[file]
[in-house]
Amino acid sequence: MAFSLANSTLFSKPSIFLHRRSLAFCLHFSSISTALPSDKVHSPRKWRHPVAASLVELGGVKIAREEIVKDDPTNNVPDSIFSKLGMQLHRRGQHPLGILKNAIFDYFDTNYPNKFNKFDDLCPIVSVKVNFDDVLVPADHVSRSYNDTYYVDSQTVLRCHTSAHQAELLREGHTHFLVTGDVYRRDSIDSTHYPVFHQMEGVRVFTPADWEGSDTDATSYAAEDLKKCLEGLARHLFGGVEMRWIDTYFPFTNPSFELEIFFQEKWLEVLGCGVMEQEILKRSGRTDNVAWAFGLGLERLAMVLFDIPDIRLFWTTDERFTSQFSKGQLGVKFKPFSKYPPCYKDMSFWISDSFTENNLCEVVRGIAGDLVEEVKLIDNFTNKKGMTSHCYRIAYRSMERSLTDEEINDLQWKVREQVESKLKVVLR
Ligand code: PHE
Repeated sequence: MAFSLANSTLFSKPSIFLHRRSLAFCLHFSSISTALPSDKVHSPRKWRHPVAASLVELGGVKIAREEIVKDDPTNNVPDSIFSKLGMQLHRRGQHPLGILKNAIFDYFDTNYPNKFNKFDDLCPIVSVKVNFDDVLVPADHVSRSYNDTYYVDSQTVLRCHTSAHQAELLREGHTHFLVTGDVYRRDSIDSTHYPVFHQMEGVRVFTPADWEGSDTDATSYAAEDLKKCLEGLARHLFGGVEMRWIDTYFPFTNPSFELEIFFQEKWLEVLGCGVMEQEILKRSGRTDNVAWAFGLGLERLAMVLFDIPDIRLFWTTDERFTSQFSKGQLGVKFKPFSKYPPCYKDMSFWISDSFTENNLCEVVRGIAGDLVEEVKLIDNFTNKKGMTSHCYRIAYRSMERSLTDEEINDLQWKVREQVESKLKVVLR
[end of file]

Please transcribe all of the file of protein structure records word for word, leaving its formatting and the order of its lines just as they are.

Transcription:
[in-house]
Amino acid sequence: MAFSLANSTLFSKPSIFLHRRSLAFCLHFSSISTALPSDKVHSPRKWRHPVAASLVELGGVKIAREEIVKDDPTNNVPDSIFSKLGMQLHRRGQHPLGILKNAIFDYFDTNYPNKFNKFDDLCPIVSVKVNFDDVLVPADHVSRSYNDTYYVDSQTVLRCHTSAHQAELLREGHTHFLVTGDVYRRDSIDSTHYPVFHQMEGVRVFTPADWEGSDTDATSYAAEDLKKCLEGLARHLFGGVEMRWIDTYFPFTNPSFELEIFFQEKWLEVLGCGVMEQEILKRSGRTDNVAWAFGLGLERLAMVLFDIPDIRLFWTTDERFTSQFSKGQLGVKFKPFSKYPPCYKDMSFWISDSFTENNLCEVVRGIAGDLVEEVKLIDNFTNKKGMTSHCYRIAYRSMERSLTDEEINDLQWKVREQVESKLKVVLR
Ligand code: PHE
Repeated sequence: MAFSLANSTLFSKPSIFLHRRSLAFCLHFSSISTALPSDKVHSPRKWRHPVAASLVELGGVKIAREEIVKDDPTNNVPDSIFSKLGMQLHRRGQHPLGILKNAIFDYFDTNYPNKFNKFDDLCPIVSVKVNFDDVLVPADHVSRSYNDTYYVDSQTVLRCHTSAHQAELLREGHTHFLVTGDVYRRDSIDSTHYPVFHQMEGVRVFTPADWEGSDTDATSYAAEDLKKCLEGLARHLFGGVEMRWIDTYFPFTNPSFELEIFFQEKWLEVLGCGVMEQEILKRSGRTDNVAWAFGLGLERLAMVLFDIPDIRLFWTTDERFTSQFSKGQLGVKFKPFSKYPPCYKDMSFWISDSFTENNLCEVVRGIAGDLVEEVKLIDNFTNKKGMTSHCYRIAYRSMERSLTDEEINDLQWKVREQVESKLKVVLR